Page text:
Jim Buss says Dwight Howard ‘was never really a Laker’

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The Lakers did their due diligence in free agency this summer where Dwight Howard was concerned, getting the last word in their formal pitch after the coveted big man had met with other teams.

In the end, Howard chose to sign with the Houston Rockets — a decision that many felt was a foregone conclusion even before free agency officially began.

Howard endured a tumultuous season in Los Angeles, playing through health issues while he and the team remained highly scrutinized over their collective failure to dominate the competition as was widely expected. The fact that he chose not to return was understandable, as it was clear he didn’t enjoy his one year in Los Angeles playing under such a large spotlight.

In a recent profile Ric Bucher did on the Lakers front office for the Hollywood Reporter, Jim Buss said as much about Howard and the relationship he had with the franchise.

Jim insists he’s just following his father’s blueprint, but the Howard situation suggests he missed a page. Instead of Jim spending time with Howard, the team launched a widely derided media campaign that implored “Stay” on billboards. After Howard bolted, Jim turned on his former star, saying he wasn’t surprised or dismayed. “He was never really a Laker,” says Jim. “He was just passing through.”

Historically, All-Star caliber players have welcomed the opportunity to team with others at their level, as Howard did with Kobe Bryant, Pau Gasol, and Steve Nash. That wasn’t necessarily true, however, in Howard’s case.

He clashed with Bryant over perceived work ethic and dedication to winning, pushed back against the coaching staff wanting to use him in more pick and roll situations, and consistently showed up his teammates defensively when he believed an assignment or a rotation was missed.

Howard never seemed happy in a Lakers uniform, and never seemed all that likely to re-up with them by signing a max contract this summer. The comments from Buss may seem as though they were intended as some kind of slight against Howard, and the fact that he never truly committed to the Lakers organization.

But in reality, all Buss did was present a statement of fact.

Warriors put up historic 45 in first quarter on way to 128-103 Game 4 rout, sweep of Blazers

Associated Press
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This game was never in doubt. Much like the entire first-round series.

Golden State had Kevin Durant back and he hit a three to open the game, and pretty soon the Warriors had stretched the lead to 12-0 on a Klay Thompson three.

That led to the Warriors putting up a historic 45 points in the first quarter, the most in an NBA first quarter ever. The Warriors were up 23 after one, and never looked back on their way to a 128-103 Game 4 rout, completing the sweep of Blazers.

There’s not much to analyze here, this game is was similar to so many games over the past couple seasons where the Warriors overwhelmed their opponents. Portland fought, but this was not going to be their series. Here are some highlights.

Stephen Curry had 37 points, Draymond Green 21, and Klay Thompson had 18.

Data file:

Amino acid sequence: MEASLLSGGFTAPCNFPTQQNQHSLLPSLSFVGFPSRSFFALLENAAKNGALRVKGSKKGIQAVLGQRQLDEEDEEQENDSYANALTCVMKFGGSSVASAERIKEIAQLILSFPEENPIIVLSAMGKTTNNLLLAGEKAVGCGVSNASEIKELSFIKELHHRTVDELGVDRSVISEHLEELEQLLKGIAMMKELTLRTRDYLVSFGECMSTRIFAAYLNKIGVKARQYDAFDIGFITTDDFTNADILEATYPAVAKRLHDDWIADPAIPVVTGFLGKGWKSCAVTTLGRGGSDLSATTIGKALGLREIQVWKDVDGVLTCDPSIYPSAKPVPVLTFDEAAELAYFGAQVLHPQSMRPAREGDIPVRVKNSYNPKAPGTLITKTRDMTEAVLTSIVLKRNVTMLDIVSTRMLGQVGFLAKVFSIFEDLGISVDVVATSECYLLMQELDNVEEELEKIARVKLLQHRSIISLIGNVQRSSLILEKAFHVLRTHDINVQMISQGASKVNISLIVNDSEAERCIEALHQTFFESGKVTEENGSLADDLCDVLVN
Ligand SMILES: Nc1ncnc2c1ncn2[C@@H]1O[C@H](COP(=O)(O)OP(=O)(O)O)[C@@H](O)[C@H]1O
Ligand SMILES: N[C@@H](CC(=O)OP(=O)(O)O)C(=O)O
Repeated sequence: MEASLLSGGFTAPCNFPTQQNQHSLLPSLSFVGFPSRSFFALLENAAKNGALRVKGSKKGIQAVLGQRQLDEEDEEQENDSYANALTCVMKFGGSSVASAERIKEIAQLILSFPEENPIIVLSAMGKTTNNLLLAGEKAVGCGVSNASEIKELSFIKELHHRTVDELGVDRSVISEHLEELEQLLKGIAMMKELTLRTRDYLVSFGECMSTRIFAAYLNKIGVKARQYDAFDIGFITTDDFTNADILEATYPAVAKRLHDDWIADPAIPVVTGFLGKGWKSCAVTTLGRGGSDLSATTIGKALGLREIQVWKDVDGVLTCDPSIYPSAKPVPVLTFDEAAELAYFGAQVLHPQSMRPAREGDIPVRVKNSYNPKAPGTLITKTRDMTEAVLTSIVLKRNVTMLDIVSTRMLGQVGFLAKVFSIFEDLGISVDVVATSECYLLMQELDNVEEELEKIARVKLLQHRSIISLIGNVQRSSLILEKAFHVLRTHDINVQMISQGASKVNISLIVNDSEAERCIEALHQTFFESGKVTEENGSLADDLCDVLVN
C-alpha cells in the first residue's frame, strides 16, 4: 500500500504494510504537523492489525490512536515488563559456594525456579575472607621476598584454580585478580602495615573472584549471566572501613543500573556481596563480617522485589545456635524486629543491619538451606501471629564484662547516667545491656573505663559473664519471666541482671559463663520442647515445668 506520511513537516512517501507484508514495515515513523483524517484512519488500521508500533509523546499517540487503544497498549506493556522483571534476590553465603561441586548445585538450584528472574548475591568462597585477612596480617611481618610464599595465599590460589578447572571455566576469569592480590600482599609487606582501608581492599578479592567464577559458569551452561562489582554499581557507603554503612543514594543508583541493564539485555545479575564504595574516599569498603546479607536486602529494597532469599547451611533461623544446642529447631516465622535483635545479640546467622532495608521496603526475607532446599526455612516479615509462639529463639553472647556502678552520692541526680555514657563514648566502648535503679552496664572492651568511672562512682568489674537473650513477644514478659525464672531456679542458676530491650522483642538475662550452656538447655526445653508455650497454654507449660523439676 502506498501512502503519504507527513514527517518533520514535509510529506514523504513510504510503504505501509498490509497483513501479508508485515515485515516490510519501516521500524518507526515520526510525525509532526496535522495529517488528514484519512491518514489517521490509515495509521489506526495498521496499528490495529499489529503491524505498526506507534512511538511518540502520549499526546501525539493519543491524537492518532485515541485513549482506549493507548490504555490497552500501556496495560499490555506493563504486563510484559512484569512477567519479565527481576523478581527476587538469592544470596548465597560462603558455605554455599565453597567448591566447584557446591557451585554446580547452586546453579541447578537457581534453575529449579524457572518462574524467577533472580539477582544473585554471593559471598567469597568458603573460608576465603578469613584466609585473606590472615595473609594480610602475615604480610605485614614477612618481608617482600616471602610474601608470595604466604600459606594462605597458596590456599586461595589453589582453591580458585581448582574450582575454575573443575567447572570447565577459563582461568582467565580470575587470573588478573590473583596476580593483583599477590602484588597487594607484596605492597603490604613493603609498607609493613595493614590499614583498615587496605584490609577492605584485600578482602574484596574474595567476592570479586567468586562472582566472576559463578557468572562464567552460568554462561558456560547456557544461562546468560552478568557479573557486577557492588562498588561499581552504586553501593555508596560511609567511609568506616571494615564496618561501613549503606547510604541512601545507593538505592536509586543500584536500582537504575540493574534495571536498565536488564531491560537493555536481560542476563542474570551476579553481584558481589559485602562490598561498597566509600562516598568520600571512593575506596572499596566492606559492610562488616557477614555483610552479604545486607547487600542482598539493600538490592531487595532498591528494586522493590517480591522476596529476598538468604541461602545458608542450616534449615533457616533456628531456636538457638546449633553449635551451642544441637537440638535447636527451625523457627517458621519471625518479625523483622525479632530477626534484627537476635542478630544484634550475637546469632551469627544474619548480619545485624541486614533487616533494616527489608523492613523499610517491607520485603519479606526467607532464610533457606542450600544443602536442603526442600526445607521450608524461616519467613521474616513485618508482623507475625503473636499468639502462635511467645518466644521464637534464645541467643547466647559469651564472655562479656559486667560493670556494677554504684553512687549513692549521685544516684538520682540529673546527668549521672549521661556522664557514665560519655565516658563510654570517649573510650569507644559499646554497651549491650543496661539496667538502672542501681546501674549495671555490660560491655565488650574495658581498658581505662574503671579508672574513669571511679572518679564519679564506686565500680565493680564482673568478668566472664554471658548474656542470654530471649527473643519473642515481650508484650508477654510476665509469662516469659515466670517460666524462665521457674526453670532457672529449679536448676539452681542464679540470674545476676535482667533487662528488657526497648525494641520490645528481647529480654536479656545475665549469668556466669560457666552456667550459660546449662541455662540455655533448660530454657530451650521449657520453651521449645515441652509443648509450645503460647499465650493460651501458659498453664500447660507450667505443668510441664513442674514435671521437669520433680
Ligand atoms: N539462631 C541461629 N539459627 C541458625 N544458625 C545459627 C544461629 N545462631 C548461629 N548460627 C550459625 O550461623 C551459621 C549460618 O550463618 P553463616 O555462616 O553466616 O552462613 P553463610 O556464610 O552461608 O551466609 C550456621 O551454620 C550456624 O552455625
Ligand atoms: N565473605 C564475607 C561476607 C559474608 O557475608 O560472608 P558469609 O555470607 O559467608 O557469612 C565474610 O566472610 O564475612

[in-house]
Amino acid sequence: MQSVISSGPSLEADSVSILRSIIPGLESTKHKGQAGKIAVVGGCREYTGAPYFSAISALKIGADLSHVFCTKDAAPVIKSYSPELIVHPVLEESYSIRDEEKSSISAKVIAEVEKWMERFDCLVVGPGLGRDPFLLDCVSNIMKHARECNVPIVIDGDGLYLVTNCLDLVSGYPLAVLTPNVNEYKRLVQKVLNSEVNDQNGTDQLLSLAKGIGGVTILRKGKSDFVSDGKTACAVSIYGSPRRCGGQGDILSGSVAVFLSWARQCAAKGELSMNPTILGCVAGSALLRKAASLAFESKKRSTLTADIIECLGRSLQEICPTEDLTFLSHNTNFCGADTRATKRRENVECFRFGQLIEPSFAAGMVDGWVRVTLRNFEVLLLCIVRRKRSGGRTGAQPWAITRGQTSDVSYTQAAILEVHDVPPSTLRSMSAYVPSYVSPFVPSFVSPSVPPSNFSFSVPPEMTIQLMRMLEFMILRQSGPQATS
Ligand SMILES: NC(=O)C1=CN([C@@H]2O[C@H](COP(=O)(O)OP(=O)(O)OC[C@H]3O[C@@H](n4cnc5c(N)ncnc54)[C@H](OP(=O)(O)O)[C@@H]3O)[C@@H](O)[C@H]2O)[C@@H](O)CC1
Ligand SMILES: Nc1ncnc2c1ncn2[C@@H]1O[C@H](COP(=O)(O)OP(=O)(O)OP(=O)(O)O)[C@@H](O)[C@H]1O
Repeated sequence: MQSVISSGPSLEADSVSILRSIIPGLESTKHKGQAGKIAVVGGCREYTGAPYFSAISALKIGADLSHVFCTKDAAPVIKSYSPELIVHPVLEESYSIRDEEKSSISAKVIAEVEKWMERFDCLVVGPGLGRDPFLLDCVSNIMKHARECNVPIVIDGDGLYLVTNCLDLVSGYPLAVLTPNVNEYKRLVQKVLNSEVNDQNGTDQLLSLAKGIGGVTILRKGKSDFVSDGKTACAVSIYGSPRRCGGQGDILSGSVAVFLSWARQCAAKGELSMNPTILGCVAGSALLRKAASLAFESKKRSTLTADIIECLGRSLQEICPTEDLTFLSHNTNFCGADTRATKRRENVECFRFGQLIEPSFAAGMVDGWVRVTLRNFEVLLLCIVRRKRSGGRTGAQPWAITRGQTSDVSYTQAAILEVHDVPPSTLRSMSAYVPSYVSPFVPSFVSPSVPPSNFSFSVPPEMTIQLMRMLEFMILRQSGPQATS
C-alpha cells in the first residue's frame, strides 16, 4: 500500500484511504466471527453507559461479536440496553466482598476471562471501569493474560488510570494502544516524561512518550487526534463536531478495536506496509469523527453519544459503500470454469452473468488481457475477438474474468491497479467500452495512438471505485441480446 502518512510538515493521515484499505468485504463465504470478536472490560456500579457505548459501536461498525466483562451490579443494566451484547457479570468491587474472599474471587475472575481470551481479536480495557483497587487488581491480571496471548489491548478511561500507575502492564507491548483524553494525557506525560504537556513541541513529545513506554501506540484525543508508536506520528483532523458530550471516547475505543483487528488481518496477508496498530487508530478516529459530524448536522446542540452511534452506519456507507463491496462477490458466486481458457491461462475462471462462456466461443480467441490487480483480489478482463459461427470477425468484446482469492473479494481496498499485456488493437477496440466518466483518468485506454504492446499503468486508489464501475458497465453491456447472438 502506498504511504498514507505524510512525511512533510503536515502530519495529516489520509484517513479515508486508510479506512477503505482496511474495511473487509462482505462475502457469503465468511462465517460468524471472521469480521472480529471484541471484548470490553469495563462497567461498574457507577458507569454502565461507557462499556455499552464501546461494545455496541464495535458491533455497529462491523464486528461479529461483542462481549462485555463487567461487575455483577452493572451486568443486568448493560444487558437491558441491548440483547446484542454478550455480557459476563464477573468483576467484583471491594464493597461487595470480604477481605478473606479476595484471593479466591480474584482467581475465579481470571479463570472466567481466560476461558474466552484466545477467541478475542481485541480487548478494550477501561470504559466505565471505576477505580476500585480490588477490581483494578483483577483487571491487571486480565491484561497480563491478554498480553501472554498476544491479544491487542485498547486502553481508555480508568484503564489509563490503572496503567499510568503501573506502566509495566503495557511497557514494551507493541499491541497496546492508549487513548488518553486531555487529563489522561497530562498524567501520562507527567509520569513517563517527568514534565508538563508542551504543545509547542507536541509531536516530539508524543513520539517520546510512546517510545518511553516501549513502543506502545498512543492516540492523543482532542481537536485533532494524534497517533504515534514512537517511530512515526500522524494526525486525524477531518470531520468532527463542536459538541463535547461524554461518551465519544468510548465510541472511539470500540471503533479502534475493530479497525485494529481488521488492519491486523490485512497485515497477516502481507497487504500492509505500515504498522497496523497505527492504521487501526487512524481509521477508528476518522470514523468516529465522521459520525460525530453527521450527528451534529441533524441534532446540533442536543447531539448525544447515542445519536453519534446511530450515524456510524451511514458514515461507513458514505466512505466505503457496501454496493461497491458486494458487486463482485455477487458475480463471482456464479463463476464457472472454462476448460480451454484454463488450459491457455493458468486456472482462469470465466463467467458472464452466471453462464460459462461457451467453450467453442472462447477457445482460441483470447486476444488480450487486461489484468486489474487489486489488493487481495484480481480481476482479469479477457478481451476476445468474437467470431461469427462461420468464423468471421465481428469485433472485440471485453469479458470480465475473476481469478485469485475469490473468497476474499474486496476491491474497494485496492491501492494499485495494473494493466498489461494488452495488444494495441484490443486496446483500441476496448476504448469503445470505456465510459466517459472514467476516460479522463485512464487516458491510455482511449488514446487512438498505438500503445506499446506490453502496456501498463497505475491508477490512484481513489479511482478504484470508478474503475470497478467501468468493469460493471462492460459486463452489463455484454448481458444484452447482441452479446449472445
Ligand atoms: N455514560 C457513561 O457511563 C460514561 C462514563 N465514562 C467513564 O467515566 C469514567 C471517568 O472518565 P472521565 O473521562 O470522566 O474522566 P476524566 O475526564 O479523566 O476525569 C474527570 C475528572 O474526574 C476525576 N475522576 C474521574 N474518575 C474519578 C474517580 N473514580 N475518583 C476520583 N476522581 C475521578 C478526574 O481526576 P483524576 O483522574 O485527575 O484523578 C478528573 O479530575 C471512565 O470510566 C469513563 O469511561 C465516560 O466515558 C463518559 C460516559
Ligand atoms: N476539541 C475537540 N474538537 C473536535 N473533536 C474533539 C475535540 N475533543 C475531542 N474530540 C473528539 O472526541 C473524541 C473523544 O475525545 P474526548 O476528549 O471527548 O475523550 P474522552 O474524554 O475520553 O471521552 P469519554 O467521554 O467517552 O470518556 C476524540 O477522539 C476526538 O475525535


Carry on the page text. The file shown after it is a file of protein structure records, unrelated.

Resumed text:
Damian Lillard had 34 points for Portland.

It may have been a disappointing ending to the season for Portland, but the team found a center late this season in Jusuf Nurkic who balances out what Lillard and C.J. McCollum bring on the outside. The Blazers have to figure out become a better defensive team this summer, but they took a step forward after the All-Star break that they can build on.

The Warriors will get some rest before taking on the Jazz or Clippers in the next round.

Hawks battle back to knot series with Wizards, 2-2

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Paul Millsap shoved Markieff Morris out of the way, grabbed an offensive rebound in the middle of the paint and pushed through a shot while Marcin Gortat bumped him to the floor.

The Wizards knocked down Atlanta. They didn’t stop the Hawks.

Millsap and Atlanta showed plenty of fight, topping Washington 111-101 in Game 4 Monday to tie their first-round series 2-2 after falling behind 2-0.

Have the Hawks seized meaningful momentum? History says no.

Teams that have won the first two games of a best-of-seven series at home then lost the next two on the road have won 81% of the time. The Wizards’ regular-season superiority still speaks loudly, and up to two more home games – starting with Game  5 Wednesday – also help.

Still, credit Atlanta for making the series competitive after digging such a big hole.

Millsap (19 points, nine rebounds, seven assists and two steals) soundly outplayed Markieff Morris (nine points on 3-of-10 shooting, -10) in the latest round of their personal feud. Millsap also got plenty of help with seven Hawks scoring double digits.

Kent Bazemore (16 points, seven assists and three steals) played meaningful defense and hit a couple big shots. Jose Calderon (10 points, five assists, +29 in 20 minutes) provided a huge spark. Dwight Howard (16 points and 15 rebounds) asserted himself for the first time this series. Taurean Prince (11 points on 5-of-7 shooting) picked his spots well. Dennis Schroder (18 points on 6-of-15 shooting) had his ups and downs. Tim Hardaway Jr. (15 points) at least offset some of his defensive shortcomings.